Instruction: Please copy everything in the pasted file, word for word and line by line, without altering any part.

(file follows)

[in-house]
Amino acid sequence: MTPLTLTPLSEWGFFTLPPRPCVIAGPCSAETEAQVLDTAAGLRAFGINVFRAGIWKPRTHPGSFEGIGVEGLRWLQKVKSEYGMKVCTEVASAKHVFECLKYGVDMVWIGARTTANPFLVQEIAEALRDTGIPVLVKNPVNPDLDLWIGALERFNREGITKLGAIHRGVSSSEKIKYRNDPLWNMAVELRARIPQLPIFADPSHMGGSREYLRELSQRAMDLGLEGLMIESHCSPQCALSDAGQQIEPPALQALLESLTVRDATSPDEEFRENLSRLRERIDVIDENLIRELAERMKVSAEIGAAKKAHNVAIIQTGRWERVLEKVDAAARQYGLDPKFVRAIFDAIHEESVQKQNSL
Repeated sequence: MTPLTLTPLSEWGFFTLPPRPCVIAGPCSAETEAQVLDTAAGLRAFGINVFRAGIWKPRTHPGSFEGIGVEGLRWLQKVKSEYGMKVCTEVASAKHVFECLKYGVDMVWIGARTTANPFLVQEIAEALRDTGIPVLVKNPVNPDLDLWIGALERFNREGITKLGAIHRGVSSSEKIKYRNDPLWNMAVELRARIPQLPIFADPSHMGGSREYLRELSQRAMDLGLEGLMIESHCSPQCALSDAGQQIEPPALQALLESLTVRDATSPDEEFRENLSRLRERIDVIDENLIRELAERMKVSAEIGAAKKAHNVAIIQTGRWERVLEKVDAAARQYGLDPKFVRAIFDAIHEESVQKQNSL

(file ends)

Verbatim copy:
[in-house]
Amino acid sequence: MTPLTLTPLSEWGFFTLPPRPCVIAGPCSAETEAQVLDTAAGLRAFGINVFRAGIWKPRTHPGSFEGIGVEGLRWLQKVKSEYGMKVCTEVASAKHVFECLKYGVDMVWIGARTTANPFLVQEIAEALRDTGIPVLVKNPVNPDLDLWIGALERFNREGITKLGAIHRGVSSSEKIKYRNDPLWNMAVELRARIPQLPIFADPSHMGGSREYLRELSQRAMDLGLEGLMIESHCSPQCALSDAGQQIEPPALQALLESLTVRDATSPDEEFRENLSRLRERIDVIDENLIRELAERMKVSAEIGAAKKAHNVAIIQTGRWERVLEKVDAAARQYGLDPKFVRAIFDAIHEESVQKQNSL
Repeated sequence: MTPLTLTPLSEWGFFTLPPRPCVIAGPCSAETEAQVLDTAAGLRAFGINVFRAGIWKPRTHPGSFEGIGVEGLRWLQKVKSEYGMKVCTEVASAKHVFECLKYGVDMVWIGARTTANPFLVQEIAEALRDTGIPVLVKNPVNPDLDLWIGALERFNREGITKLGAIHRGVSSSEKIKYRNDPLWNMAVELRARIPQLPIFADPSHMGGSREYLRELSQRAMDLGLEGLMIESHCSPQCALSDAGQQIEPPALQALLESLTVRDATSPDEEFRENLSRLRERIDVIDENLIRELAERMKVSAEIGAAKKAHNVAIIQTGRWERVLEKVDAAARQYGLDPKFVRAIFDAIHEESVQKQNSL